business goals. There is no point in doing anything if it doesn’t add
value. While it might be tempting to start with a wild goal, it makes
business sense to consider your existing capabilities and come up with a
high priority use case.
As you’re thinking about a first AI project that will solve a problem,
you have to consider all of the items in the diagram in green boxes. You
may find you have to build up resilience and capabilities in these areas
in order to effectively deliver value with your project.
Strategy and governance are key to deploying AI. Define where you want
to go, why you want to go there, and how you're going to do it.
Consider how you will manage compliance, where you're getting data
from, and how you can use data to get a view of your business. From a
cultural point of view, you need staff that trust data and who are
willing to try new tech.
It becomes clear that the process of adopting AI touches many other
areas of business, requiring a carefully planned out implementation
process. Once we've identified these areas, we build an action plan,
test it out on a small sample, then use our learnings to inform
iterations. This then gets repeated across other projects and
The final stage is feedback and continual improvement which makes you
resilient when things change externally. In the words of Winston
Churchill: "To improve is to change, to be perfect is to change
Effective change rests on the ability to continually improve.
Implementing technical changes can be difficult without a strong IT
team, which many SMEs lack. But according to Small Business
more than half of businesses have increased their digital skills and
added new technology because of the pandemic, with 3 in 4 businesses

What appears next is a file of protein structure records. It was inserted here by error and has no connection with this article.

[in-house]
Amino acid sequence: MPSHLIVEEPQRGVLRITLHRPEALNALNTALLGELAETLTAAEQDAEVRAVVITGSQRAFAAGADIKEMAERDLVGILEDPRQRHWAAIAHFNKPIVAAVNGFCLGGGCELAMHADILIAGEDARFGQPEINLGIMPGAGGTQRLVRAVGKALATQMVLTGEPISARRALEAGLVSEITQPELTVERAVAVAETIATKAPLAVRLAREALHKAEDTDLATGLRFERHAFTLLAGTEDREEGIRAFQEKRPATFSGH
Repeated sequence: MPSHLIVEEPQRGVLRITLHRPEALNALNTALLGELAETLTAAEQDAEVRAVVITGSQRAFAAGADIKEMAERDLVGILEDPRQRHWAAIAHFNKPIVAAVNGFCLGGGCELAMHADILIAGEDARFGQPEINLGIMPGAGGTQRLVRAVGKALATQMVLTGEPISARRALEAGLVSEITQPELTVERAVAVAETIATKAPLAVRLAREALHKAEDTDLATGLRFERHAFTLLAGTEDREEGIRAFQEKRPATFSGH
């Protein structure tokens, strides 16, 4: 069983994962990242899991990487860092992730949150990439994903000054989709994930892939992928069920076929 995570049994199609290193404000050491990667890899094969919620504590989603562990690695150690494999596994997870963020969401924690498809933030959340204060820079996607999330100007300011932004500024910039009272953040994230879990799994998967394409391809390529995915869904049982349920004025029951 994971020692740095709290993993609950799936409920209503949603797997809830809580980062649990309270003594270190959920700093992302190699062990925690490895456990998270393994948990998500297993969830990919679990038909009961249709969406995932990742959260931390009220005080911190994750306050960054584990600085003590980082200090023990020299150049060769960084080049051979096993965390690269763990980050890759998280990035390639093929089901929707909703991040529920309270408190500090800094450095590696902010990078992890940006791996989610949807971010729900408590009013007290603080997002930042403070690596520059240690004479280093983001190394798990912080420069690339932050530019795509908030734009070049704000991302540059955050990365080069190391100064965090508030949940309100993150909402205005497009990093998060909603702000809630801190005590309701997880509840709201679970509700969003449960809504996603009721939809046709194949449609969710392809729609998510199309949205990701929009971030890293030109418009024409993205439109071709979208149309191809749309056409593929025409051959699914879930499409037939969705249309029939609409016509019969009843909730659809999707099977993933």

reporting that increasing their tech had helped their business.
How businesses use tech to scale, improve, and change will certainly
vary based on size and type of business. Here's our top advice on
building IT resilience in different sized companies.
At this level, it pays to get the most out of existing services and
begin to build your technical understanding. Learn about the cloud,
software as a service (SaaS), and how to work with data. There is
existing software to address almost any problem you can think of, so
there is no need to build your own IT infrastructure at this stage. It
also pays to focus on your people and building their skills, as they are
the most critical part of business success. Help your people work more
productively on things that add value to your business.
Start thinking about parts of your business that are the most valuable,
and how tech can help you improve that intellectual property (IP).
Building in a new technical capability could be the step that takes you
from being a medium sized organisation to the next level. Now that you
have more financial resources, you can use an expert to act as an
external centre of excellence to help drive digital adoption inside your
business. Finally, you can focus on optimising your processes. As your
business grows, you process get more complex, but you can usually refine
these back down.
At this level, your main goal should be to be more cutting edge. You
should be looking forward and aiming to disrupt yourself before getting
externally disrupted. For example, businesses that were focusing on
bolstering their supply chains were not hit as hard by the pandemic as
they had anticipated a similar issue. Enterprise businesses should be
advocating data literacy and data culture among employees which helps
them be proactive. Finally, after waste reduction, you can work on the